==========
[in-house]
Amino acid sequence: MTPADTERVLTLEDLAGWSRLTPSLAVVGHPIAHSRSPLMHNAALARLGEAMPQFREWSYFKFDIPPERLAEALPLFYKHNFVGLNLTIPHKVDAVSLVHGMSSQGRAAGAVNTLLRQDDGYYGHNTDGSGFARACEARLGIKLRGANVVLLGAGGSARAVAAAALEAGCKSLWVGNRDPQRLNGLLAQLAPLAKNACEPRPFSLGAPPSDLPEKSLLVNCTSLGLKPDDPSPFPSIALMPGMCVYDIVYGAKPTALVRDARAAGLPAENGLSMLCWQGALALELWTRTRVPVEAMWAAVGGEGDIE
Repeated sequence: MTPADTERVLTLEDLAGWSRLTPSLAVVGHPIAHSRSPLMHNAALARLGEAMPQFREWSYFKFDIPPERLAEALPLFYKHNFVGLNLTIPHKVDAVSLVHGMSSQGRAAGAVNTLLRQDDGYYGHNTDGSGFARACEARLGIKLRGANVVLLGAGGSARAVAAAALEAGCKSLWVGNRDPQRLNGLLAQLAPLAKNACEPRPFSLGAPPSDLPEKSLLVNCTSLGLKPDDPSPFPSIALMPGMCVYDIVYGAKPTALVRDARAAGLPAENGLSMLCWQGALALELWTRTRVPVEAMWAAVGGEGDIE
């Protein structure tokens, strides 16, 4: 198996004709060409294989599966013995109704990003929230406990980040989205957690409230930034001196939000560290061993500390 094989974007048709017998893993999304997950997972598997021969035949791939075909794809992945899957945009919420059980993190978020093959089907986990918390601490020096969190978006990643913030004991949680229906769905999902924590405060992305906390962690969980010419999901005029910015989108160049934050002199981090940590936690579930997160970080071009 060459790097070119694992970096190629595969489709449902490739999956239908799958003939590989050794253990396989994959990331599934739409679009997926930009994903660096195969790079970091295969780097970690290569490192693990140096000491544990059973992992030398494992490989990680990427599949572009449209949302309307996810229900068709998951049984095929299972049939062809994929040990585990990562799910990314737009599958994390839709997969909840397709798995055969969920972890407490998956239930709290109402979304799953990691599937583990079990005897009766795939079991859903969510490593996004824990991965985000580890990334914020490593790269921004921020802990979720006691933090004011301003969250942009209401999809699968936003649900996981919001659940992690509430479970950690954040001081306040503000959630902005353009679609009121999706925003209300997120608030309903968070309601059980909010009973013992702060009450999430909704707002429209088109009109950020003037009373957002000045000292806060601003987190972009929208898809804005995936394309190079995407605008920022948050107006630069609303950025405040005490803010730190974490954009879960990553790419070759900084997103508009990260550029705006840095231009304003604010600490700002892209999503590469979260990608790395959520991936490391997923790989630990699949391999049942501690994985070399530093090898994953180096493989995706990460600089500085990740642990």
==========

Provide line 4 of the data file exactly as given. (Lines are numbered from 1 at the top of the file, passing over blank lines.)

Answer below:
């Protein structure tokens, strides 16, 4: 198996004709060409294989599966013995109704990003929230406990980040989205957690409230930034001196939000560290061993500390 094989974007048709017998893993999304997950997972598997021969035949791939075909794809992945899957945009919420059980993190978020093959089907986990918390601490020096969190978006990643913030004991949680229906769905999902924590405060992305906390962690969980010419999901005029910015989108160049934050002199981090940590936690579930997160970080071009 060459790097070119694992970096190629595969489709449902490739999956239908799958003939590989050794253990396989994959990331599934739409679009997926930009994903660096195969790079970091295969780097970690290569490192693990140096000491544990059973992992030398494992490989990680990427599949572009449209949302309307996810229900068709998951049984095929299972049939062809994929040990585990990562799910990314737009599958994390839709997969909840397709798995055969969920972890407490998956239930709290109402979304799953990691599937583990079990005897009766795939079991859903969510490593996004824990991965985000580890990334914020490593790269921004921020802990979720006691933090004011301003969250942009209401999809699968936003649900996981919001659940992690509430479970950690954040001081306040503000959630902005353009679609009121999706925003209300997120608030309903968070309601059980909010009973013992702060009450999430909704707002429209088109009109950020003037009373957002000045000292806060601003987190972009929208898809804005995936394309190079995407605008920022948050107006630069609303950025405040005490803010730190974490954009879960990553790419070759900084997103508009990260550029705006840095231009304003604010600490700002892209999503590469979260990608790395959520991936490391997923790989630990699949391999049942501690994985070399530093090898994953180096493989995706990460600089500085990740642990």